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Islam, Women and Feminism ( 1 March 2022, NewAgeIslam.Com)

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Turkish Female Engineering Students Develop ‘Invisible’ Drone

New Age Islam News Bureau

02 March 2022

• Empowered Indian Muslim Women Refused To Given In To the Propaganda around Hijab

• Saudi Arabia: Lawyer Faces Disciplinary Action for Offending Women

• Egypt, World Bank Cooperates To Enhance Women’s Representation In Judiciary, Build Inclusive Institutions

• French 'Good Mother' Awarded Best Film at Egyptian Women Film Festival

• AMAN Centre to Celebrate International Women’s Day

Compiled by New Age Islam News Bureau

URL:  https://www.newageislam.com/islam-women-feminism/turkish-female-invisible-drone/d/126491

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Turkish Female Engineering Students Develop ‘Invisible’ Drone

 

Students work on the drone at the university in the capital Ankara, Turkey, March 1, 2022. (DHA PHOTO)

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MAR 01, 2022

Five women studying engineering came together to develop an unmanned aerial vehicle (UAV) that is hard to detect and can be used both in border security and as an early warning system for forest fires.

Young women from the University of Turkish Aeronautical Association's (THK) Mechanical Engineering Department in the capital Ankara plan to showcase their design in the upcoming Teknofest. This major tech event allows the youth to demonstrate their talents in technology.

The hybrid drone has a flight time of six hours and its transparent structure keeps it almost invisible. It can carry a helium-filled balloon and is covered with polyvinyl chloride. The team – mechanical engineering sophomores Rabia Tuana Atak and Şeymanur Sırtlı, electrical-electronics engineering sophomore Beyza Nur Büyükyaprak, mechatronics junior Duygu Nur Kibar and computer engineering sophomore Ümmühan Şahin – also installed a battery on the drone to power it.

Atak told Demirören News Agency (DHA) on Tuesday that they were motivated to show "Turkish women’s skills" and followed the famous saying of modern Turkey’s founder, Mustafa Kemal Atatürk, that the "future is in the skies."

"The helium balloon allows the drone to save on battery life and thus gives it a longer flight time. Existing electric multicopters cannot fly beyond 55 minutes," she said.

Turkey has made a name in the defense industry in recent years thanks to Turkish company Baykar’s Bayraktar UAVs, which succeeded both domestically and for international export, inspiring more youth to take an interest in the development of drones and similar vehicles.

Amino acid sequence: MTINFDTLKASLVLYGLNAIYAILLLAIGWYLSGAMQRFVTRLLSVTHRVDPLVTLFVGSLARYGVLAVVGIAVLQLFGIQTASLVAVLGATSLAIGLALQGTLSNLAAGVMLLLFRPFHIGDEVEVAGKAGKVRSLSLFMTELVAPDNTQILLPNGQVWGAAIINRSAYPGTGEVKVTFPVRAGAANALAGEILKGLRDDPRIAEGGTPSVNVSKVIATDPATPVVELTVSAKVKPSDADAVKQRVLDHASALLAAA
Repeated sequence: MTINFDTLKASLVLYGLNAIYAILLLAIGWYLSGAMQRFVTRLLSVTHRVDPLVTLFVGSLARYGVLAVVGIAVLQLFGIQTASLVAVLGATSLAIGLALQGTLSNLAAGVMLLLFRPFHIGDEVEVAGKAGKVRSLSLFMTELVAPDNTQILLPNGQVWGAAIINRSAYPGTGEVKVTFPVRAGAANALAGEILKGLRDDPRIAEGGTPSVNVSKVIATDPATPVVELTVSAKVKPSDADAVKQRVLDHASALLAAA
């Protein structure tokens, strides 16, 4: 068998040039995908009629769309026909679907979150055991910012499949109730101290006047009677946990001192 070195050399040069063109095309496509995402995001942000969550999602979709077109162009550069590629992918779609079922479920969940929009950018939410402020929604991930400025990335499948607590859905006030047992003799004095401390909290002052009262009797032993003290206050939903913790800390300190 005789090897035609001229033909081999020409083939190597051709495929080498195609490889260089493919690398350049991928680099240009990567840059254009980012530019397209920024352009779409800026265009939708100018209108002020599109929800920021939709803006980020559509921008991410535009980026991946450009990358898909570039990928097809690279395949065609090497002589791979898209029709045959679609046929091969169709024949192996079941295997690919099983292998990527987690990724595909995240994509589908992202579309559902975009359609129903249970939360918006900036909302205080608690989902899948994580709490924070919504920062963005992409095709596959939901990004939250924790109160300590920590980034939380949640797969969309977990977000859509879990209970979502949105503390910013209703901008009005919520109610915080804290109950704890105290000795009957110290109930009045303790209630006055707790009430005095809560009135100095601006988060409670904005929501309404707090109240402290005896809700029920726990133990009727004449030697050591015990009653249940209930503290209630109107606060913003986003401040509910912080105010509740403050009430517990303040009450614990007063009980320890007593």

Source: Daily Sabah

https://www.dailysabah.com/turkey/5-turkish-female-engineering-students-develop-invisible-drone/news

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Empowered Indian Muslim Women Refused To Given In To the Propaganda around Hijab

 

Photo: IANS

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March 1, 2022

Amid the unnecessary hype surrounding the uniform of students in Karnataka, most commentators seem to have forgotten how the talented community of Indian Muslim women refused to given in to the propaganda around hijab.

In fact, even when numerous lawyers attempted to woo Islamic clerics into the conversation with unfair comparisons between a hijab and a Bindi/Ghunghat, Muslim women in India did not engage themselves, correctly believing that the comparison did not merit any further discussion.

Unlike the hijab, neither Bindi nor Ghunghat alter the uniform scheme of dressing that a school asks students to subscribe to.

It is noteworthy that in many schools of Karnataka, where guidelines have been prescribed as such, the prohibition is only limited to the classrooms and not corridors or canteens or other parts within the school premises.

It is in this context that the demand of clerics for Muslim girl students to wear hijab even inside the classroom is a bullying tactic, aimed at further strengthening the patriarchal structure that has gripped the Islamic community in India.

By constantly bombarding Muslim girl students with the message that wearing hijab is far more essential to their existence than their education, the propaganda machinery and Islamic clerics are doing a great disservice to the nation and the society as a whole.

This stand not only smells of patriarchy, but is also regressive and hypocritical in nature. Time and again, numerous civil society organisations have surveyed a vast number of Muslim women and girls and reported that such issues are of little concern to the community.

Instead, Muslim girls aspire for better security, education and facilities to make their lives easier and uplift their families along with themselves as well.

In fact, one of the most vociferous critics is the famous Bangladeshi-Swedish author Tasleema Nasrin, who believes that the hijab is an attempt to create a mobile prison at all times as punishment for having been born as a female.

Though Article 25 grants the freedom to an individual to practise their religion, most commentators seem to have forgotten that the right is subject to public order, morality and health as well as other provisions.

These educational institutions are free to subscribe to a uniform dress code for their students as well.

In a couple of petitions filed before the Kerala High Court, a uniform dress code was prescribed for the All India Pre-Medical Entrance to ensure that no unfair methods are used.